Monday, April 4, 2011
By Susan Esther Barnes
One of the fun things about getting website statistics for my blog is I get to see the search terms people use to get here. A lot of those search terms are questions. You have some great questions, and I think they deserve an answer. In February I answered some of your questions. Below are answers to some of the questions you have asked since then:
Is there a chevra kadisha for women?
A chevra kadisha, or holy society, is a group of people who take care of others in their community. They do things like visit people who are sick, bring them meals, write get-well notes, and comfort people in mourning. They also usually perform shmirah, watching over the dead before they are buried; and taharah, ritually washing dead people, dressing them, and placing them in their coffin. Generally, a chevra kadisha will include both men and women.
What do you say when kissing a mezuzah?
There is nothing that is traditionally said when one kisses a mezuzah. Rather than saying anything, I like to use it as an opportunity to take a moment to think about what kind of person I want to be in the world.
Can Jewish people kiss people on Friday?
First of all, it's helpful to remember that the Jewish sabbath does not begin until sundown on Friday, and it runs through Saturday at sundown. So kissing someone on Friday morning or afternoon is no different than kissing someone on any other weekday. If the question is whether Jews kiss people on Shabbat (the sabbath), the answer is yes. In fact, it's a mitzvah for married couples to make love on Shabbat. It gives us a taste of the world-to-come.
Do Jews like kissing?
Jews are human beings just like all other human beings. We like kissing every bit as much as non-Jews do.
Can Jews step on the gounds of another religion?
Yes. Sometimes our rabbi speaks at a church. I have attended weddings, funerals, and meetings at churches. We do not take communion when visiting a church, nor do we genuflect, kneel or bow toward statues of Jesus or other such religious symbols.
Do Reform Jews follow the mitzvot?
There is nobody on this planet who follows all 613 mitzvot. (See my post here for more information backing up this statement). There are also very few people (Jewish or non-Jewish) who follow none of them. For example, most of us (and by "us" I mean human beings) don't murder people, most of us don't commit incest, most of us don't smite our mother or father, etc.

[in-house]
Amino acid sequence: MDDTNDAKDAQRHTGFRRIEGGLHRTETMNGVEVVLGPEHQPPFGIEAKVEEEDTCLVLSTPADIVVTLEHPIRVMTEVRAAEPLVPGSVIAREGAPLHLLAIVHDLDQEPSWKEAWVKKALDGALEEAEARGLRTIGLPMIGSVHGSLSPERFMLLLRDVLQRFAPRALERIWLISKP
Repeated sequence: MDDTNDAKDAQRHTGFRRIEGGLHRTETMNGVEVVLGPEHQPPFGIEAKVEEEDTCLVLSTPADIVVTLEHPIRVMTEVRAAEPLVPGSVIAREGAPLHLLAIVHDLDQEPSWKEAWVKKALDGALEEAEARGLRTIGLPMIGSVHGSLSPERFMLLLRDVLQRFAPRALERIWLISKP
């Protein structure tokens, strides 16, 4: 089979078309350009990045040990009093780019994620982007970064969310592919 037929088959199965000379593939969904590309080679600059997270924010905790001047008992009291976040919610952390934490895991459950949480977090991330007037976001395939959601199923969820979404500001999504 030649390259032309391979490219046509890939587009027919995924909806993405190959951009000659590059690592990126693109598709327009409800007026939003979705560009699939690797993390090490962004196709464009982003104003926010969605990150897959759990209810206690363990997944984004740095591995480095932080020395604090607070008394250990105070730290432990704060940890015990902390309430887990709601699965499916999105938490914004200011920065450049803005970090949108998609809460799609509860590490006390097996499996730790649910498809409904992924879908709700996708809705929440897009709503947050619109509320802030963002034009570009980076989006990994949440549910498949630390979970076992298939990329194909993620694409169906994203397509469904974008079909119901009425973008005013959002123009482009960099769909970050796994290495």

There are also some mitzvot that people with good intentions try to follow, but, as human beings, we sometimes fail to live up to our own high standards. For instance, some mitzvot many Jews (and many non-Jews) try to follow are refraining from gossip, not lying, and not blaspheming. It would be hard - maybe even impossible - to find a person who had never done any of things.
So yes, Reform Jews follow the mitzvot, but not all of them, and not all the time. The same can be said of Jews from every other denomination as well.
What happens if you don't follow the 613 mitzvot?
One answer: Nothing. See above. Nobody follows all 613 mitzvot.
Another answer: The Torah says if we follow God's commandments then rain will fall in the proper season and other good things will happen, and that bad things will happen if we don't follow them. However, I think anyone who tries to explain bad things that happen by claiming it's because somebody (or some group of people) broke one or more commandments, or did anything else wrong, is barking up the wrong tree.
A third way of looking at it: Many of the commandments have to do with how to treat other people. The more people who follow those commandments and treat each other well, the better off we all are, because we're living in a kinder, better world. Other commandments bring meaning to our lives in other ways.
If we explore those commandments that may bring meaning into our lives and try to find ways to do them, we enrich our lives. If we break commandments by doing things we know are wrong (such as stealing), we feel guilty.
So my real answer is: If we don't at least try to follow the mitzvot that we find morally compelling and/or that bring meaning into our lives, we're missing out on something important, and our lives are diminished.
Do Reform Jews put up mezuzahs?
Many Reform Jews do put up a mezuzah on the doorpost of the front door of their home. Some Reform Jews put up additional mezuzot (the plural of mezuzah) as well. My understanding is that Orthodox Jews usually put up a mezuzah on the doorpost of most of the doors of their home, excluding doors to closets and restrooms (but I haven't been in homes of Orthodox Jews to confirm this).
Are tefillin only for men?
No. Women are not required by halacha (Jewsih law) to wear tefillin; neither are women forbidden by halacha to wear them. The first time women wore tefillin at the Kotel (Western Wall) in Jerusalem after the founding of Israel, the Orhtodox rabbi in charge of the Kotel at the time agreed that this is the case.
And my favorite "what were they thinking" search phrase was:
We don't eat mezuzot. Mezuzot are incapable of eating. So there is no such thing as a vegetarian mezuzah.
Technically, the mezuzah is actually the scroll inside the case we see and kiss. To be kosher, the scroll must be made of parchment, which is made of animal skin. So I suppose the person who wrote "vegetarian mezuzah" was looking for a mezuzah which does not contain any animal parts. Unfortunately, they will not be able to find a kosher mezuzah without animal skin parchment.
Keep those questions coming!
I would love to answer more of your questions, so feel free to ask some in the comments section below, or just keep going with those interesting search terms.